It didn’t take long for a Democratic gaffe to hobble Obama’s efforts to defeat a surging Mitt Romney. Just days after the near-certain nominee achieved his status as the GOP standard-bearer, Democratic strategist Hilary Rosen made a huge mistake on national television. Rosen had been trying to follow the Obama campaign’s script for attacking the success of the Romney family by charging that Ann Romney, Mitt’s wife, had “never worked a day in her life.” She also asserted that Romney shouldn’t be so reliant on his wife for advice on economic issues.
Ann Romney has raised five children, battled multiple sclerosis and beaten breast cancer twice.
What is striking about this criticism is that it comes from a Democratic strategist, a member of the supposed “party of women.” Criticizing a woman’s choice to stay at home and raise children as “not working” is uncalled for – and I know for a fact that my mother does far more work that Hilary Rosen does. Being a stay-at-home mom may not fit the feminist definition of a good job for women, but, as Mitt pointed out, “raising [the Romneys’] five boys is tougher than any job [he’s] ever had.”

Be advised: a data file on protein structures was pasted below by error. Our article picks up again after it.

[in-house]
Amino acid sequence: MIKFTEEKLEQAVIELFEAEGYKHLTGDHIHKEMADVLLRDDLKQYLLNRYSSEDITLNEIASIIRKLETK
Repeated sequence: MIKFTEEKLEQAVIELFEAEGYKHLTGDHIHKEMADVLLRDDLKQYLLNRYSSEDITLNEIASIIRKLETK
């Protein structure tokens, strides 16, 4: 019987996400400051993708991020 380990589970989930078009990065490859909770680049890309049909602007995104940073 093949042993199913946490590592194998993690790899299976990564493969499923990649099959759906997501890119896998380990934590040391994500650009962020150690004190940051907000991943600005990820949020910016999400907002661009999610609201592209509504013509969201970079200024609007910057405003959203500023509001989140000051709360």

Rosen’s accusation went viral almost immediately. The fact that I first heard about it from another high school student during class shows how quickly it spread around the world. As the extent of the damage became clear, the Obama campaign released several messages distancing itself from Rosen’s claims. Nevertheless, her careless remark has once again thrust women into the national spotlight as a key constituency in the 2012 campaign. But this time it’s the Republicans, not the Democrats, who have the upper hand.